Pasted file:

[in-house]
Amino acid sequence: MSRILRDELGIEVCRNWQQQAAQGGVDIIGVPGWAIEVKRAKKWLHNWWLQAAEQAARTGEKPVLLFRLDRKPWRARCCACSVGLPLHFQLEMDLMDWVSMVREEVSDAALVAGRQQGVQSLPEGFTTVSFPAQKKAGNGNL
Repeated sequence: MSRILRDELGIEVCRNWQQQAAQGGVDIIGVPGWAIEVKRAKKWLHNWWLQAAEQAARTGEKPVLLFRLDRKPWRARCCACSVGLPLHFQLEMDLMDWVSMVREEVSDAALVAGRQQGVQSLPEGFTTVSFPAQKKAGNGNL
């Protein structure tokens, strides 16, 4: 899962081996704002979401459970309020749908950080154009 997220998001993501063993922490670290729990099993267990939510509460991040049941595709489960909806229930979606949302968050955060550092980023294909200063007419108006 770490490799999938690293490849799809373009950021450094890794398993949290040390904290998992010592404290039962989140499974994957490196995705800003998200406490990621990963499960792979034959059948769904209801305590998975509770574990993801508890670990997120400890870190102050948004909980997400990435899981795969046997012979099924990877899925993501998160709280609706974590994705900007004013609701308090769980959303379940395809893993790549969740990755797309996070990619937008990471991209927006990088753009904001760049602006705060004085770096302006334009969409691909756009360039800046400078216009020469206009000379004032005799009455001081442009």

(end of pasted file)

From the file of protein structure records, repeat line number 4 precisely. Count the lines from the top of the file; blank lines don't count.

């Protein structure tokens, strides 16, 4: 899962081996704002979401459970309020749908950080154009 997220998001993501063993922490670290729990099993267990939510509460991040049941595709489960909806229930979606949302968050955060550092980023294909200063007419108006 770490490799999938690293490849799809373009950021450094890794398993949290040390904290998992010592404290039962989140499974994957490196995705800003998200406490990621990963499960792979034959059948769904209801305590998975509770574990993801508890670990997120400890870190102050948004909980997400990435899981795969046997012979099924990877899925993501998160709280609706974590994705900007004013609701308090769980959303379940395809893993790549969740990755797309996070990619937008990471991209927006990088753009904001760049602006705060004085770096302006334009969409691909756009360039800046400078216009020469206009000379004032005799009455001081442009």